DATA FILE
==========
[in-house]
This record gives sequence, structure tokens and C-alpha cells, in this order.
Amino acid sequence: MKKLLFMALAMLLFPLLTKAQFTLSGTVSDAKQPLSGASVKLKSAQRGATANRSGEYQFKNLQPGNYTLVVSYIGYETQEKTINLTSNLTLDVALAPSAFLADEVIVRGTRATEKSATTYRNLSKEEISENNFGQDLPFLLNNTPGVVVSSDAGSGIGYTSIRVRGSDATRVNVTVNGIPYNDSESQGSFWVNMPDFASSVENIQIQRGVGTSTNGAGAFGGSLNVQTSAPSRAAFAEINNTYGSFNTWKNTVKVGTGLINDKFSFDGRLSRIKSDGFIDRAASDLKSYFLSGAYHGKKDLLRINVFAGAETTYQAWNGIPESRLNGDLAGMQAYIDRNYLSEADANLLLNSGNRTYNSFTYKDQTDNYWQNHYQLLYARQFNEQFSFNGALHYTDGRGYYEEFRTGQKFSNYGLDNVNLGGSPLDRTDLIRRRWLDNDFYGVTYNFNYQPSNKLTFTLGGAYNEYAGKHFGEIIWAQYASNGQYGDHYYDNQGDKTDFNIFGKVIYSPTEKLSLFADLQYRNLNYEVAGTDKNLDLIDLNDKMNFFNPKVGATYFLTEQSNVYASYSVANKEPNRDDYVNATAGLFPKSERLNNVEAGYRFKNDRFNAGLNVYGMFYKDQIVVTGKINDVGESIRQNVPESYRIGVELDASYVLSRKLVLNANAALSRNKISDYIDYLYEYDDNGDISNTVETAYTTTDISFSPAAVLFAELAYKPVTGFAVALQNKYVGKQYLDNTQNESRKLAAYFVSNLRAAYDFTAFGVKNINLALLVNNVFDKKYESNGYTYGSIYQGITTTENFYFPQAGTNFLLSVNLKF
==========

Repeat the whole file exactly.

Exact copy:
[in-house]
This record gives sequence, structure tokens and C-alpha cells, in this order.
Amino acid sequence: MKKLLFMALAMLLFPLLTKAQFTLSGTVSDAKQPLSGASVKLKSAQRGATANRSGEYQFKNLQPGNYTLVVSYIGYETQEKTINLTSNLTLDVALAPSAFLADEVIVRGTRATEKSATTYRNLSKEEISENNFGQDLPFLLNNTPGVVVSSDAGSGIGYTSIRVRGSDATRVNVTVNGIPYNDSESQGSFWVNMPDFASSVENIQIQRGVGTSTNGAGAFGGSLNVQTSAPSRAAFAEINNTYGSFNTWKNTVKVGTGLINDKFSFDGRLSRIKSDGFIDRAASDLKSYFLSGAYHGKKDLLRINVFAGAETTYQAWNGIPESRLNGDLAGMQAYIDRNYLSEADANLLLNSGNRTYNSFTYKDQTDNYWQNHYQLLYARQFNEQFSFNGALHYTDGRGYYEEFRTGQKFSNYGLDNVNLGGSPLDRTDLIRRRWLDNDFYGVTYNFNYQPSNKLTFTLGGAYNEYAGKHFGEIIWAQYASNGQYGDHYYDNQGDKTDFNIFGKVIYSPTEKLSLFADLQYRNLNYEVAGTDKNLDLIDLNDKMNFFNPKVGATYFLTEQSNVYASYSVANKEPNRDDYVNATAGLFPKSERLNNVEAGYRFKNDRFNAGLNVYGMFYKDQIVVTGKINDVGESIRQNVPESYRIGVELDASYVLSRKLVLNANAALSRNKISDYIDYLYEYDDNGDISNTVETAYTTTDISFSPAAVLFAELAYKPVTGFAVALQNKYVGKQYLDNTQNESRKLAAYFVSNLRAAYDFTAFGVKNINLALLVNNVFDKKYESNGYTYGSIYQGITTTENFYFPQAGTNFLLSVNLKF